Skip to content
Heart Stents
avatar
An_246092 posted:
Hello, My Uncle is in a Montana Veterns Hospital. He has 7 stents & a bypass over several years. His doctors are saying no more stents. I am just wondering what is the next procedure for him at this time? Please note that he has been treated for prostate cancer as well.
Thank you for your time.
Charissa McLain
Reply
 
avatar
cardiostarusa1 responded:
Hi Charissa:

"His doctors are saying no more stents. I am just wondering what is the next procedure for him at this time?"

In general-only here, and beyond drug-therapy, if/when common procedures, first time or re-do, such as angioplasty, with or without stents, or coronary artery bypass graft (CABG) surgey are not deemed feasible, as applicable to the patient, there may/can be other options that includes non-invasive EECP, laser-based TMR or PMR/PMC, and gene therapy/transfer.

FDA approved non-invasive Enhanced External Counterpulsation (EECP) treatments.

Are You a Candidate for EECP Therapy?

http://www.vasomedical.com/patients.php

Surgical-based transmyocardial revascularization (TMR, FDA approved) and catheter-based percutaneous myocardial revascularization or channeling (PMR/PMC, FDA approval still pending), laser therapy.

Holmium:YAG laser

http://www.cardiogenesis.com

Patient education site

http://www.heartofnewlife.com

CO2 Heart Laser

http://www.plcmed.com/Products-For-Patients.asp

Growing your own so-called "bio-bypass" (collateral vessels) around blockages in the heart, and in the legs

It's known as gene therapy/gene transfer, which has been in experimental phases for quite some time now.
.

As reported, over the last 20 years, gene therapy has moved from pre-clinical animal investigations (animal models) to human clinical studies for many diseases ranging from single gene disorders, to much more complex, multi-factorial, multi-conditional diseases such as dreaded cancer and cardiovascular disorders.

Readers Digest Online - February 2008

An experimental treatment is giving desperately ill heart patients a new lease on life.

A process called angiogenesis. The experimental procedure had shown great promise in two German studies, and the FDA had approved the launch of the first American clinical trial.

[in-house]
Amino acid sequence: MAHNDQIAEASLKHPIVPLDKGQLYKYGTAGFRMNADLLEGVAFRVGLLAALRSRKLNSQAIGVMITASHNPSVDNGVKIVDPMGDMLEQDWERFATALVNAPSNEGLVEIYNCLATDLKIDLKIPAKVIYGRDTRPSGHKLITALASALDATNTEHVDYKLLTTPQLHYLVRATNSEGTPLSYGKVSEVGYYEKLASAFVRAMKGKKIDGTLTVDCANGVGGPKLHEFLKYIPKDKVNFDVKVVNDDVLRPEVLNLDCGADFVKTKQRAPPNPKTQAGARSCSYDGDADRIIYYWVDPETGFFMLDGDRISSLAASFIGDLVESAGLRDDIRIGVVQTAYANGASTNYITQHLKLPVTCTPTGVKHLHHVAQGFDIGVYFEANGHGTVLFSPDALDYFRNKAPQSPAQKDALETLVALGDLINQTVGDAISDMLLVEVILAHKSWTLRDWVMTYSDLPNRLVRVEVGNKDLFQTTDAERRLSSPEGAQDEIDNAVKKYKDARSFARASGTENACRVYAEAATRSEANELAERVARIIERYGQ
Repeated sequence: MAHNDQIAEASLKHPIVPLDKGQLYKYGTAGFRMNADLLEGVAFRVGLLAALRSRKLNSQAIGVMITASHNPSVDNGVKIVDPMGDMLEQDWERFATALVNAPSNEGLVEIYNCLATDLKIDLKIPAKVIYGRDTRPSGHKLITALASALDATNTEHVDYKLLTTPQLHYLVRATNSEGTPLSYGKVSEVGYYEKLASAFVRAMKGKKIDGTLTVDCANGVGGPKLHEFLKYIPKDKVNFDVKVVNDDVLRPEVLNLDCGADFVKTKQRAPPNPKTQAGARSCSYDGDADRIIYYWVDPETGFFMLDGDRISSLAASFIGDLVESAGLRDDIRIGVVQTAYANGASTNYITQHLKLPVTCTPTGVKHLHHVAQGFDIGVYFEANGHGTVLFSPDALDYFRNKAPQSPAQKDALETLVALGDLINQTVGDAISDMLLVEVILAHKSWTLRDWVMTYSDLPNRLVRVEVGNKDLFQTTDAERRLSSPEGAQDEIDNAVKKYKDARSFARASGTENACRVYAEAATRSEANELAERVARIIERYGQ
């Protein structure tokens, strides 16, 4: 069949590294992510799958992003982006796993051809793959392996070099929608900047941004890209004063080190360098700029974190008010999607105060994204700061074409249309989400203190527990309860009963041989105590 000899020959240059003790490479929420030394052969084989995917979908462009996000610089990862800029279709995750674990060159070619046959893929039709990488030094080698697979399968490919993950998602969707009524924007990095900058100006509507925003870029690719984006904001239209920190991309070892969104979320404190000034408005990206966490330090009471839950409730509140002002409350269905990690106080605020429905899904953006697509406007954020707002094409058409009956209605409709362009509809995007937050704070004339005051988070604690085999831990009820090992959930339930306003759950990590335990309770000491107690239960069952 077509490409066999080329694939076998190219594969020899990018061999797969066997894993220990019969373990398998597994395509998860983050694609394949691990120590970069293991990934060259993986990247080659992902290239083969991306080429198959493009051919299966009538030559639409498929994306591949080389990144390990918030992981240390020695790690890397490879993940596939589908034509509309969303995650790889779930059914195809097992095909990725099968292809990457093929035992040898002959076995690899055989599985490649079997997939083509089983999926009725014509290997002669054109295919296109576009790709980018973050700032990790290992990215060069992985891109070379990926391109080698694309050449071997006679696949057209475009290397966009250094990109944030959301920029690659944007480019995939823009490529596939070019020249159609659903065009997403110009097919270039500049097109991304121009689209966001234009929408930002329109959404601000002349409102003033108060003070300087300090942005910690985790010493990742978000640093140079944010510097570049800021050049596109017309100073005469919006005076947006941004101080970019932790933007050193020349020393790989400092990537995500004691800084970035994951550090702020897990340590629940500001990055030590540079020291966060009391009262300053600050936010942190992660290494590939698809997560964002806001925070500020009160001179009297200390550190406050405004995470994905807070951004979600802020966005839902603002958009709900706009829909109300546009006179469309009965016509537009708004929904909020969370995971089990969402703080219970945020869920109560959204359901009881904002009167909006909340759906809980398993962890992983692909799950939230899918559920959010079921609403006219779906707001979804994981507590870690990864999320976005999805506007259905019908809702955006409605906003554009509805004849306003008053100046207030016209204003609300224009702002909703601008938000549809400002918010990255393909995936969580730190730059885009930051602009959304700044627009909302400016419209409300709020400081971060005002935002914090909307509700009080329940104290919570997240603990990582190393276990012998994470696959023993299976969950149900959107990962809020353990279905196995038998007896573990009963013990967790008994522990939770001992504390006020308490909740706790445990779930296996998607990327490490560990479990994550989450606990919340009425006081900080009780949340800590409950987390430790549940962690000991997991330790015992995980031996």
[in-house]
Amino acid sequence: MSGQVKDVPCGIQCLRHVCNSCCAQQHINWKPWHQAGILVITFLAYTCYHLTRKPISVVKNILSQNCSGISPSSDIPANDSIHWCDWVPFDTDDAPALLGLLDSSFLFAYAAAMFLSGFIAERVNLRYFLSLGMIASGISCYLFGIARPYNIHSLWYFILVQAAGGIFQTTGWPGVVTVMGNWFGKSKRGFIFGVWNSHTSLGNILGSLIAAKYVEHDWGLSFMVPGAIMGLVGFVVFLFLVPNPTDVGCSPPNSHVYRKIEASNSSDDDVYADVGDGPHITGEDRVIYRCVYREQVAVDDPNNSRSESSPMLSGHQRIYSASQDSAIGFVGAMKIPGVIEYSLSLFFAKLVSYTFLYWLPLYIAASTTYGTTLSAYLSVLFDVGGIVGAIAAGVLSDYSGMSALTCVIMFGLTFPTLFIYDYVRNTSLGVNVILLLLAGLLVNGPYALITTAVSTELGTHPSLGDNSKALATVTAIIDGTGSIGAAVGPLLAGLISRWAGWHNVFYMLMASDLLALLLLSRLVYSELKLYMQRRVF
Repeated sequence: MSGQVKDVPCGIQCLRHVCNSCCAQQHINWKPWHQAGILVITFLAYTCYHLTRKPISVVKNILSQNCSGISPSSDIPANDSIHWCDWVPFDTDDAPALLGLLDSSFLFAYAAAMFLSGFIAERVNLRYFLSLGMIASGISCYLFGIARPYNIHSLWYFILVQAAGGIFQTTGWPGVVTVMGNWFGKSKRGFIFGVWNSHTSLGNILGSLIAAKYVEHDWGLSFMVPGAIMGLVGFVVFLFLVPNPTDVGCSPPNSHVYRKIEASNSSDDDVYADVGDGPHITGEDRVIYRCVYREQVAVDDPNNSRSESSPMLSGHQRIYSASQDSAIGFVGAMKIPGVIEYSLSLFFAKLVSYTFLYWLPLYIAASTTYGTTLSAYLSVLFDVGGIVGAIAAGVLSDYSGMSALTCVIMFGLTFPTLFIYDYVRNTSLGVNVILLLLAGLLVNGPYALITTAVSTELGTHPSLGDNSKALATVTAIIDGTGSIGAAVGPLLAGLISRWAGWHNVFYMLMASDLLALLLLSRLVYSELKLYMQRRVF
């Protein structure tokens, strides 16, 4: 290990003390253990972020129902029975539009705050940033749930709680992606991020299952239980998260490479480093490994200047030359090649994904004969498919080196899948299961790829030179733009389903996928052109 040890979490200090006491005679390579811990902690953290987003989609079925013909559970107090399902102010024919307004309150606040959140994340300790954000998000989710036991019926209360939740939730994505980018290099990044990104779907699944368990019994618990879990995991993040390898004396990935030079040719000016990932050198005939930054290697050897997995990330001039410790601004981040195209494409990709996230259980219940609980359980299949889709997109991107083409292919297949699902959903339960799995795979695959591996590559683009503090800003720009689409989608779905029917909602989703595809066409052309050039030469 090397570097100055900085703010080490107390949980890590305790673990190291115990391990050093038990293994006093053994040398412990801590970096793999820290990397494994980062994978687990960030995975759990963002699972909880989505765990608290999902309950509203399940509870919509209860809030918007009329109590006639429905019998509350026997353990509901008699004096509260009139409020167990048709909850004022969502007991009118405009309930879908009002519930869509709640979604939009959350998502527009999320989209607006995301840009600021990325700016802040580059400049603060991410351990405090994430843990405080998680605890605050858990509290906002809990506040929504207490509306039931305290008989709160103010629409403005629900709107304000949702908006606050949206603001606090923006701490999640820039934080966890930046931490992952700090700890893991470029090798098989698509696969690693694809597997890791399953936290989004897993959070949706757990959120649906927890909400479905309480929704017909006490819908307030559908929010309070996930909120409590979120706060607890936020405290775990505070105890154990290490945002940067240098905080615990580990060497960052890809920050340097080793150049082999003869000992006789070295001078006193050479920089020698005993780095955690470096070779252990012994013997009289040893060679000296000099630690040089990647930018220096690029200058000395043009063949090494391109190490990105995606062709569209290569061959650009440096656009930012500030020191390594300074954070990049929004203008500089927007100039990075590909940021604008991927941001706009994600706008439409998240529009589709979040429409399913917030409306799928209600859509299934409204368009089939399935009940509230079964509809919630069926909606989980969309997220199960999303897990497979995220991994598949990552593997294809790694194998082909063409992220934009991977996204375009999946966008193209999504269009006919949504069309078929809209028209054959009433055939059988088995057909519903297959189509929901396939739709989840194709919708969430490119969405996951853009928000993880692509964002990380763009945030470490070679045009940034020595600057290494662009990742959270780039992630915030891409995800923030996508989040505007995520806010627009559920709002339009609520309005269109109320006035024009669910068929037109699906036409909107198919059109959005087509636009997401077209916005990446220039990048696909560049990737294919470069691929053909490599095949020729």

The technique involves injecting the heart with a protein called fibroblast growth factor 1 (FGF-1).

"The protein is like a seed that causes new vessels to sprout, creating a network of capillaries and small arteries."

FGF-1 occurs naturally in the body.

http://www.readersdigest.com.au/heart-hope

Best of luck to your uncle and you down the road of life.

Take care,

CardioStar*

WebMD member (since 8/99)



-

-

Be well-informed

Coronary artery anatomy

Starting with the LAD, the most critical, next to the ultra-critical LM.

http://www.heartsite.com/html/lad.html

-

Good to know, for the primary and secondary prevention of heart attack and brain attack.

Epidemiologic studies have revealed risk factors (encompasses some new, novel, or emerging) for atherosclerosis, which includes age, gender, genetics (gene deletion, malfunction or mutation), diabetes, smoking (includes secondhand and thirdhand), inactivity, obesity, hypertension, high LDL, small, dense LDL, RLP (remnant lipoprotein), high Lp(a), high ApoB, high Lp-PLA2, high triglycerides, HDL2b, LOW HDL (less than 40 mg/dL, an HDL level of 60/65 mg/dL or more is considered protective against coronary artery disease, now questionable, according to recent studies), high homocysteine (now questionable), and high C-reactive protein (CRP/hs-CRP)


-

The hospital/medical center you choose can make a difference...a critical difference. Choose wisely!

Credentials, Experience, Research

U.S. News & World Report

Best Hospitals: Heart & Heart Surgery

http://health.usnews.com/best-hospitals/rankings/heart-and-heart-surgery


-

Quote!


"Be a questioning patient. TALK to your DOCTOR and ASK QUESTIONS. Studies show that patients who ask the most questions, and are most assertive, get the best results. Be vigilant and speak up!"

- Charles Inlander, People's Medical Society

.

WebMD/WebMD forums DOES NOT provide medical advice, diagnosis, or treatnment.

WebMD DOES NOT endorse any specific product, service, or treatment.


Featuring Experts

James Beckerman, MD, FACC, is a cardiologist at the Providence St. Vincent Heart Clinic in Portland, OR. He graduated summa cum laude from Harvard Col...More

Helpful Tips

Nix Grapefruit & Statin DrugsExpert
Grapefruit & statin drugs can be a bad combination. Unlike other citrus fruits, grapefruit contains substances that disable certain ... More
Was this Helpful?
13 of 15 found this helpful

Expert Blog

The Heart Beat - James Beckerman, MD, FACC

Dr. James Beckerman shares how small, livable lifestyle changes can have a real impact on your risk of heart attack and stroke...Read More

Related News

There was an error with this newsfeed

Related Drug Reviews

  • Drug Name User Reviews

Report Problems With Your Medications to the FDA

FDAYou are encouraged to report negative side effects of prescription drugs to the FDA. Visit the FDA MedWatch website or call 1-800-FDA-1088.

For more information, visit the Duke Health General and Consultative Heart Care Center